Arduino Plant Watering Kit provides home-brewed watering system

Built around the Arduino Nano RP2040 Connect, right – the Arduino that features the Raspberry Pi RP2040 silicon – and a number of Grove sensors, the basic idea is that you can set the desired soil moisture and then control and water your plant remotely.

You can choose between a step-by-step guide and a quick setup and the idea is to configure an automatic watering routine or to check soil moisture remotely and adjust as needed. Humidity sensors update to the Cloud in real time. In theory, you could take care of them from the other side of the world.

Apparently, you can also add custom enclosures (3D printable files are included as part of the kit).

The Arduino team writes:

“It’s a complete kit with all the components you need to set up an automated mini irrigation system that will unfailingly water your favorite pothus, spider plant or monstera on a regular schedule.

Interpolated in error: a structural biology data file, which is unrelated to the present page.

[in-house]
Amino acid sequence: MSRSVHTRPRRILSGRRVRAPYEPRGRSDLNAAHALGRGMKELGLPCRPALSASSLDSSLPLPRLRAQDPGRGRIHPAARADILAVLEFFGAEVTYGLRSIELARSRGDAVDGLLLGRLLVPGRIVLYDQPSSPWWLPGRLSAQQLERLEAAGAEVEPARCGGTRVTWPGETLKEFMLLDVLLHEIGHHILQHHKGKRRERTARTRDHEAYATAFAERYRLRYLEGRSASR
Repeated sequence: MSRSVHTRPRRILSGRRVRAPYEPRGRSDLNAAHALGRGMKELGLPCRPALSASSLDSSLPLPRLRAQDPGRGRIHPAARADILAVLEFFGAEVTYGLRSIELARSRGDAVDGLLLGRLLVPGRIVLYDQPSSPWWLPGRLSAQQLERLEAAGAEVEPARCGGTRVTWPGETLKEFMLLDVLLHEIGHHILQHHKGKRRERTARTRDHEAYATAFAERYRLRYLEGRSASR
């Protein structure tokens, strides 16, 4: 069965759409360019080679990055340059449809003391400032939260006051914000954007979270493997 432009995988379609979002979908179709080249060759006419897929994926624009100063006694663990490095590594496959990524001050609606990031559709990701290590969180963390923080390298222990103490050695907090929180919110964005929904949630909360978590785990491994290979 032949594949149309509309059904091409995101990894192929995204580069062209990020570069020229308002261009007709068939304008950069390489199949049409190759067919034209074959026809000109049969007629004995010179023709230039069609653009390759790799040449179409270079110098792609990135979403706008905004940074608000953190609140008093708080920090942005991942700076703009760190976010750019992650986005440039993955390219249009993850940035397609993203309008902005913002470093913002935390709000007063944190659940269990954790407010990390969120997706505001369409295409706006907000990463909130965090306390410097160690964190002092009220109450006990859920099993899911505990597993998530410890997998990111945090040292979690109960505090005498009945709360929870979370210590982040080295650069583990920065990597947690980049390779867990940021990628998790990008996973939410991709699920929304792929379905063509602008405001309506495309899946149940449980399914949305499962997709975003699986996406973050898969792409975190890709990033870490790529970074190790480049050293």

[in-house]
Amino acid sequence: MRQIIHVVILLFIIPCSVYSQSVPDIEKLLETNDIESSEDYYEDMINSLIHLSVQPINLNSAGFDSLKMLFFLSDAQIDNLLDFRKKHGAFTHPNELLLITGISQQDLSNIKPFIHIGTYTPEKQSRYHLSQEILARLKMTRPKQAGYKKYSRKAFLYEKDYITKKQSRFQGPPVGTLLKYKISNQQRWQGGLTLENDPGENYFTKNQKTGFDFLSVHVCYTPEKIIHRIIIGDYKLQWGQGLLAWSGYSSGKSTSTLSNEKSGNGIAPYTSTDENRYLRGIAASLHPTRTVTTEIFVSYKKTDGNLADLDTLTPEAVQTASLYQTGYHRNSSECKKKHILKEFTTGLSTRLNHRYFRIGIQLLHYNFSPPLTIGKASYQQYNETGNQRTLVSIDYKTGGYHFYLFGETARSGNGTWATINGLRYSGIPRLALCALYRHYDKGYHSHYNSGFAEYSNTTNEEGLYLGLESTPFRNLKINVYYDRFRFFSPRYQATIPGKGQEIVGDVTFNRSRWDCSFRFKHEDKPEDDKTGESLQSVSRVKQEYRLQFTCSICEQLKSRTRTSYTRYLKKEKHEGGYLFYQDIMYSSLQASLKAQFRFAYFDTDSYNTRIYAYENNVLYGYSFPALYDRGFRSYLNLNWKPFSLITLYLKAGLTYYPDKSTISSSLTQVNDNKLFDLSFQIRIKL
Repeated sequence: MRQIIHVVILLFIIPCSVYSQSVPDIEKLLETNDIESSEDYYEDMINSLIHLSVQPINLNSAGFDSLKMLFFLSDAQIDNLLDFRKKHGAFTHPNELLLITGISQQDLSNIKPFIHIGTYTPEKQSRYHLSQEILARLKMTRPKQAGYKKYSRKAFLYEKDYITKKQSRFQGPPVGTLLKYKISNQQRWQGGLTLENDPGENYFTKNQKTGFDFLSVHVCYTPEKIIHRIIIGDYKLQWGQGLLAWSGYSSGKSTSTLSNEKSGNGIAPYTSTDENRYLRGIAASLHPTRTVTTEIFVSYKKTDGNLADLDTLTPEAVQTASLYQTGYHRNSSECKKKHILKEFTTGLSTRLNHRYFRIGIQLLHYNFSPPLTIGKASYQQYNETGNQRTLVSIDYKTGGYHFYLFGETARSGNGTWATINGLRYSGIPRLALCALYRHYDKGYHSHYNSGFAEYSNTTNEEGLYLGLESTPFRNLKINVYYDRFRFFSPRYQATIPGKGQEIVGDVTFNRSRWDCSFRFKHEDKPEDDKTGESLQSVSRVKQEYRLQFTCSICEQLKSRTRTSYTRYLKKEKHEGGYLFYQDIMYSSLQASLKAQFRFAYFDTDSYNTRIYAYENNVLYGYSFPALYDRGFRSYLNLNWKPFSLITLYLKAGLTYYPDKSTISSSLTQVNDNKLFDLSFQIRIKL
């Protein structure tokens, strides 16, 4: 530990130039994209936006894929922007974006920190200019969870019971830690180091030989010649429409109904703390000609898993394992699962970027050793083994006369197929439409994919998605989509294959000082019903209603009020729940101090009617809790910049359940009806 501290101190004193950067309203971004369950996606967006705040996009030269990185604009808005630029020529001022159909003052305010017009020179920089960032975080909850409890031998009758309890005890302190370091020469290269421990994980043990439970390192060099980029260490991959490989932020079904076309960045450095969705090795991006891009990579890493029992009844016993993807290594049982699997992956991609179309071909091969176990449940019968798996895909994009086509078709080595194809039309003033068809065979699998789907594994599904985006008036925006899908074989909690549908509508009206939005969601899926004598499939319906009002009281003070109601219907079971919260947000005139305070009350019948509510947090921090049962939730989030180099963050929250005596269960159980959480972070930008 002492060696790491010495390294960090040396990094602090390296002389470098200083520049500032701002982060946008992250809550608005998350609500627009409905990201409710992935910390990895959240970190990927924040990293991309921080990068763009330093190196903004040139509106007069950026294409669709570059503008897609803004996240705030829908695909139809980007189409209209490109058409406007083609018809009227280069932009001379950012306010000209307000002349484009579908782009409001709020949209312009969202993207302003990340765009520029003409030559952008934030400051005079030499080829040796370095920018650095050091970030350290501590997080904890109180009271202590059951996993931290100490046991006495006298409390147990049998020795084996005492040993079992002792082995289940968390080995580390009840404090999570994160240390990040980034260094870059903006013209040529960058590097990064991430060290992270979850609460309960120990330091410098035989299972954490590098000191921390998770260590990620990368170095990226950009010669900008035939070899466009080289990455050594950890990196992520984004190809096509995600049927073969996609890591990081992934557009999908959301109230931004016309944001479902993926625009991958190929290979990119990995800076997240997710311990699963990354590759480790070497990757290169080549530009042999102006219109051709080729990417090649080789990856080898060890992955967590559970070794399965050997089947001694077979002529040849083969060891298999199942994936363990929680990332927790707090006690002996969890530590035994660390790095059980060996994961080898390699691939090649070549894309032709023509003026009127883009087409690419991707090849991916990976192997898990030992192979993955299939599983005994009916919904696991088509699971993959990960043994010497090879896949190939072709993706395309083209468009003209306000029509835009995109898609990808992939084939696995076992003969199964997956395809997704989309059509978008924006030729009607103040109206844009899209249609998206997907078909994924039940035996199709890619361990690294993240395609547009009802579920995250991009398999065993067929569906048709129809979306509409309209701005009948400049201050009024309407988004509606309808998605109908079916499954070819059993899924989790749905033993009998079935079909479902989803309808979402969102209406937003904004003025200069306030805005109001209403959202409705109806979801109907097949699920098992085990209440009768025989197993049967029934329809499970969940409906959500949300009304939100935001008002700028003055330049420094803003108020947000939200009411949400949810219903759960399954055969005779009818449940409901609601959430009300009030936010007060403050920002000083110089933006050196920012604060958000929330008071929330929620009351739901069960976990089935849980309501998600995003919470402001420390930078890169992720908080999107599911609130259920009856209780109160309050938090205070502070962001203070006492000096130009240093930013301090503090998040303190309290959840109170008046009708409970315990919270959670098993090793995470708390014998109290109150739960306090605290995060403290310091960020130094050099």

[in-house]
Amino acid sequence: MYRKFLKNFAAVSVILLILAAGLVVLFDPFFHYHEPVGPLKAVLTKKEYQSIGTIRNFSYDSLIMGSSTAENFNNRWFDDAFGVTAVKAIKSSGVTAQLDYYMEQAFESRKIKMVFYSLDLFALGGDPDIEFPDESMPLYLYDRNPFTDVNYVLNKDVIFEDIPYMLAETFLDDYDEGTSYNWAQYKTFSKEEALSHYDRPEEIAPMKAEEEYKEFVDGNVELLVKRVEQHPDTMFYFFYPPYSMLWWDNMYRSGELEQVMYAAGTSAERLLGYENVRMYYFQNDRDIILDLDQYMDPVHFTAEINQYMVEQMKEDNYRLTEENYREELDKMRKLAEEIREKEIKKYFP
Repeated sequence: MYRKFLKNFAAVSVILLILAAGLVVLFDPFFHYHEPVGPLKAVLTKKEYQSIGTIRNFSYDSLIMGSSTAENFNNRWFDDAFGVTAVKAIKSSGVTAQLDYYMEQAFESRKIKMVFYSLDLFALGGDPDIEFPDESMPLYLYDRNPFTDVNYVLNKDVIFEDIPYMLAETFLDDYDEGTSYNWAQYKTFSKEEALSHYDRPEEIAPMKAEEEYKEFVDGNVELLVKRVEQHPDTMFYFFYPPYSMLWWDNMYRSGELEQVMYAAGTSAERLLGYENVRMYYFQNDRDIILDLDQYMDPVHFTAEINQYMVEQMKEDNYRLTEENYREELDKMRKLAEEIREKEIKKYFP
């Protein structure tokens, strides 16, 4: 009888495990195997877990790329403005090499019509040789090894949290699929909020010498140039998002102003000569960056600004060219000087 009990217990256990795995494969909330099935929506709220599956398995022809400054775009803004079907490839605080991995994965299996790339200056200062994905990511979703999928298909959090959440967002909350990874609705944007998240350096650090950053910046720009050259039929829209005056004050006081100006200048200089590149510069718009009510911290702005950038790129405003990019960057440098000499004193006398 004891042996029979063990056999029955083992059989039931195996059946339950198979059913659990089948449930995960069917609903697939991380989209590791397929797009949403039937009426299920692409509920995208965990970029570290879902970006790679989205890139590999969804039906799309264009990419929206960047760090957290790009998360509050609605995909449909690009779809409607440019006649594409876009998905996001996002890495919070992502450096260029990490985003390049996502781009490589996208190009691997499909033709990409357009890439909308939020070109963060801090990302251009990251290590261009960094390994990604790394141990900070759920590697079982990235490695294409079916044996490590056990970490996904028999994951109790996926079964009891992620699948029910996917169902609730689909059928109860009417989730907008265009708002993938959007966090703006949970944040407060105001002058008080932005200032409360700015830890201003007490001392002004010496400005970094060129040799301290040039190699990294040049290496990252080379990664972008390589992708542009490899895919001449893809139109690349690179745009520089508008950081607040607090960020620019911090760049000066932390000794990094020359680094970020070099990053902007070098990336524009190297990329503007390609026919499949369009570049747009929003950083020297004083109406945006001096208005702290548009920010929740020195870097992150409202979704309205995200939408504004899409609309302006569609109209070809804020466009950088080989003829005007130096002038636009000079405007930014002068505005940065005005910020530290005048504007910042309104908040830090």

There’s more: the humidity sensor in the kit connects to the Cloud so you can monitor soil moisture on-the-go from your computer or phone, via a custom dashboard. This means you can trigger manual watering on a particularly hot day or skip a routine activation if not needed. Over time, you might even gain useful insight about your plants’ water requirements and fine-tune the best schedule for each one, from cacti to ferns.”

The core home-brewed watering system costs €50. Optionally, with an Arduino Nano Motor Carrier, the kit will cost €64,80. With an Arduino IoT Bundle it will be €75.

Watering kit spec

The Arduino Plant Watering Kit includes:

  • 1 Arduino Nano RP2040 Connect (ABX00053)
  • 1 Arduino Nano Screw Terminal Adapter (ASX00037)
  • 1 Open-ended USB cable
  • 1 5V submersible pump
  • 1 meter of plastic hose
  • 1 Grove moisture sensor
  • 1 Grove relay module with cable
  • 1 Grove LED button module with cable
  • 1 Grove cables 50 cm
  • 10 Jumper wires (15 cm)
  • 12 Screw connectors

You can read more on the Arduino store and you find a tutorial here.

What do you think? Leave a comment below.

See also: How to build a plant monitor with Arduino


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